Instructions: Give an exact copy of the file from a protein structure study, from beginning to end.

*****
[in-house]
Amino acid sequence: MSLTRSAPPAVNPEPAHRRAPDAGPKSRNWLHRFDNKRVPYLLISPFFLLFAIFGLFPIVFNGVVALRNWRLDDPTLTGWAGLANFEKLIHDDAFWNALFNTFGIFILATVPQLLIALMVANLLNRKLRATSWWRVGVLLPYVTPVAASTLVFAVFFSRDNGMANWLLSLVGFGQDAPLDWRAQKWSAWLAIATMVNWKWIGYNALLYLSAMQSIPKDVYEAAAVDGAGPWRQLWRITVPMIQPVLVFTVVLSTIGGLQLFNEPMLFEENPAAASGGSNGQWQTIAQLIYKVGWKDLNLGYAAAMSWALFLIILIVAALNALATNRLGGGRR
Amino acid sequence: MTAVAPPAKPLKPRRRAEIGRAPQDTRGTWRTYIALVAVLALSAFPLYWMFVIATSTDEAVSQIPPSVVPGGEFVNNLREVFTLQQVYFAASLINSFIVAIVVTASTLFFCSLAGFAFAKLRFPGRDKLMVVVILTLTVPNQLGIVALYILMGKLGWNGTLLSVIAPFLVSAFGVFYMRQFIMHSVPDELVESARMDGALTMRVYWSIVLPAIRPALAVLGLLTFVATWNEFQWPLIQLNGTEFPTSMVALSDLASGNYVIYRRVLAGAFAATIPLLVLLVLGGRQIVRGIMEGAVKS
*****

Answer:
[in-house]
Amino acid sequence: MSLTRSAPPAVNPEPAHRRAPDAGPKSRNWLHRFDNKRVPYLLISPFFLLFAIFGLFPIVFNGVVALRNWRLDDPTLTGWAGLANFEKLIHDDAFWNALFNTFGIFILATVPQLLIALMVANLLNRKLRATSWWRVGVLLPYVTPVAASTLVFAVFFSRDNGMANWLLSLVGFGQDAPLDWRAQKWSAWLAIATMVNWKWIGYNALLYLSAMQSIPKDVYEAAAVDGAGPWRQLWRITVPMIQPVLVFTVVLSTIGGLQLFNEPMLFEENPAAASGGSNGQWQTIAQLIYKVGWKDLNLGYAAAMSWALFLIILIVAALNALATNRLGGGRR
Amino acid sequence: MTAVAPPAKPLKPRRRAEIGRAPQDTRGTWRTYIALVAVLALSAFPLYWMFVIATSTDEAVSQIPPSVVPGGEFVNNLREVFTLQQVYFAASLINSFIVAIVVTASTLFFCSLAGFAFAKLRFPGRDKLMVVVILTLTVPNQLGIVALYILMGKLGWNGTLLSVIAPFLVSAFGVFYMRQFIMHSVPDELVESARMDGALTMRVYWSIVLPAIRPALAVLGLLTFVATWNEFQWPLIQLNGTEFPTSMVALSDLASGNYVIYRRVLAGAFAATIPLLVLLVLGGRQIVRGIMEGAVKS